Parents and caregivers of special needs dependents need to provide for them intelligently and adequately with proper special needs planning. There is a balance to be struck between government benefits, which generally only meet the most basic of special needs, and the supplementing of additional monies to go beyond those basic needs.
There are 58 million Americans five years of age or older that are identified as special needs making them the largest single minority in this country. As the majority of federal and state benefits are “needs-based” benefit assignments are continuously subject to review. Navigating the rules and regulations to qualify your special needs dependent for government assistance without violating legal requirements can be a daunting task.
What to Avoid when Engaging in Special Needs Planning
One of the most common mistakes a parent or caregiver makes is disinheriting their dependent who has special needs. Previously a parent or caretaker would often believe their dependent would be institutionalized however most of these institutions have been closed. Yet dependents with disabilities are living longer and more independent lives but still need additional care. Oversimplifying the regulations and processes of current disability lifestyles can leave a special needs individual with far less than is necessary to survive adequately. Government benefits attend to food, shelter, and medical care needs for the disabled but there are many more costs, beyond the basics, associated with thriving while being disabled.
Qualifications for government benefits like Supplemental Security Income (SSI) or Medi-Cal (California’s Medicaid program) dictate that the disabled individual has no more than $2,000 in assets. If your disabled dependent has assets above this threshold, they will have to be “spent down” to qualify for government assistance. Some popular financial vehicles to save taxes in the case would work for dependent is not disabled but may put a disabled dependent’s eligibility for government benefits in jeopardy.
Well-meaning friends and extended family may not understand the complexity of disability benefits and gift or leave an inheritance for your dependent money or assets that would disqualify them for state and federal benefits. It is especially difficult if the disabled person already has benefits and becomes disqualified because the “needs-based” review discovered additional funding putting them over the $2,000 asset limit. It is best to avoid this situation as it is a big hassle to re-qualify your dependent for government assistance.
Leaving money to your other children to support a special needs sibling and relying on them to take care of the disabled one’s needs is also a mistake. Thrusting this moral, financial, and emotional obligation onto an unwilling or unreliable sibling can create resentment and lead to inadequate care of the disabled dependent. After all, those siblings may want to marry, have children of their own, and personal obligations that trump the needs of a disabled brother or sister.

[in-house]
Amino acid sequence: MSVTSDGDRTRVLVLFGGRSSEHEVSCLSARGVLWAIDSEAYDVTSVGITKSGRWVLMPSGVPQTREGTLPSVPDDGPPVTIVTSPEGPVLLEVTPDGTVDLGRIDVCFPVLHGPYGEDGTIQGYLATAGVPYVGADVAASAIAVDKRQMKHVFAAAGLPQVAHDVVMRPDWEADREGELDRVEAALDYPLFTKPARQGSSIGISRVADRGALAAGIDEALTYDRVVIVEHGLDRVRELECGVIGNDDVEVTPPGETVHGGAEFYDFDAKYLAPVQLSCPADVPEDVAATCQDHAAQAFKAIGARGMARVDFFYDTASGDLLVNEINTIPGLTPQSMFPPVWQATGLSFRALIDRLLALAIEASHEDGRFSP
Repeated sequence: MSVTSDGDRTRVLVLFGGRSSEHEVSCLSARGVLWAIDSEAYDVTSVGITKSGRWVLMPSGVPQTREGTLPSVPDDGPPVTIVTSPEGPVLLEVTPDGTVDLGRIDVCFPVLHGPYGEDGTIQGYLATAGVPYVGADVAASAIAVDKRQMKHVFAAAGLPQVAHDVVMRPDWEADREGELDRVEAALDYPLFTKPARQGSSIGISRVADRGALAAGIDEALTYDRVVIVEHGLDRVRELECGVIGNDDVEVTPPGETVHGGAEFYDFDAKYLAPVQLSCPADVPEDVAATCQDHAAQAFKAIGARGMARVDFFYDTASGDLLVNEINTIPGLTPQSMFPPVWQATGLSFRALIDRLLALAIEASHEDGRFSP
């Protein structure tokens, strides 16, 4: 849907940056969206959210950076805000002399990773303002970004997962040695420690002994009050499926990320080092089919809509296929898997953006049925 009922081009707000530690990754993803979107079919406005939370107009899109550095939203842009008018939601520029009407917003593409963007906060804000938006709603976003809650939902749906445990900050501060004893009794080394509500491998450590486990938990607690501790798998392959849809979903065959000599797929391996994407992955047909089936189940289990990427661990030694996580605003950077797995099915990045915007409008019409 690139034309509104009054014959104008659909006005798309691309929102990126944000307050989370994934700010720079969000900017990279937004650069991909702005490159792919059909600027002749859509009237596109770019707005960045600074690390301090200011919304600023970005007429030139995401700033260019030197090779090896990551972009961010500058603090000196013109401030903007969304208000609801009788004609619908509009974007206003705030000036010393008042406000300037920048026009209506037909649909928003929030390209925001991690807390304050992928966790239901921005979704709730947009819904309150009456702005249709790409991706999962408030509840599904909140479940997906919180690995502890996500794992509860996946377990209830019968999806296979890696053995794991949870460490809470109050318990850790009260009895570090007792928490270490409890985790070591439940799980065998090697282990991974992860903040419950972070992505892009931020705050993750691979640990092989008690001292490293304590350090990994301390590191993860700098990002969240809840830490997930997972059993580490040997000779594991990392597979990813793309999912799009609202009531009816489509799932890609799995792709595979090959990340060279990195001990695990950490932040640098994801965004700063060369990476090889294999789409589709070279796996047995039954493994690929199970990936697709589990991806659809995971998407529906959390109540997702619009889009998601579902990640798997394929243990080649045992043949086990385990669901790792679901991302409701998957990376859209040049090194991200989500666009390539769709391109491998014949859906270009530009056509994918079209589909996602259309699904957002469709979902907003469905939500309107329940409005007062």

Start Special Needs Planning in Advance
What to do? Plan ahead! There are several ways to provide for your special needs dependent and stay within government guidelines for additional benefits. One of the best ways is to establish a special needs trust that has the specific purpose of supplementing federal and state assistance programs.
There are rules to be followed to create a strong trust beginning with the trust’s ownership. The dependent cannot own the trust. A trustee or third-party provider must be appointed to dispense the money. The critical regulation of a special needs trust is that although the funds can be used to improve the dependents quality of life, the money can never be directly distributed to them.
Be wary of crowdfunding sites like GoFundMe to benefit your dependent with special needs. In the absence of qualified legal planning, these donations can disqualify an otherwise eligible recipient of SSI, Medicaid, food stamps and section 8 housing. A well-meaning fund campaign could gut the benefits of a disabled person and make their living circumstances worse than before.
As a caretaker or parent, it is necessary to create a highly detailed letter of intent. This letter will describe how, in their absence, the guardian expects their disabled dependent’s life to move forward. It details the historical context of the dependents lifestyle as well as hopes for future achievements such as living semi-independently in specialized housing or getting an education beyond high school.
Another way to help your special needs dependent is to set up an Achieving Better Life Experience (ABLE) account. This particular vehicle allows a maximum contribution of $15,000 annually provided the dependent is diagnosed disabled before 26 years of age. The contribution cap to an ABLE account is $100,000 before your dependent would lose government benefits.
It is imperative to retain a trusted, experienced attorney to create the most financially beneficial systems possible for your special needs dependent. Contact our Orange County law office today and schedule an appointment to discuss how we can help you with your special needs planning.
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Kevin Snyder is a husband, father, and an Orange County estate planning attorney and elder law attorney at Snyder Law, PC in Irvine, California. He's all about family and passionate about estate planning, elder law, and veterans. He founded Snyder Law to help people be prepared and have the peace of mind they are protecting their families and aging parents for when life happens.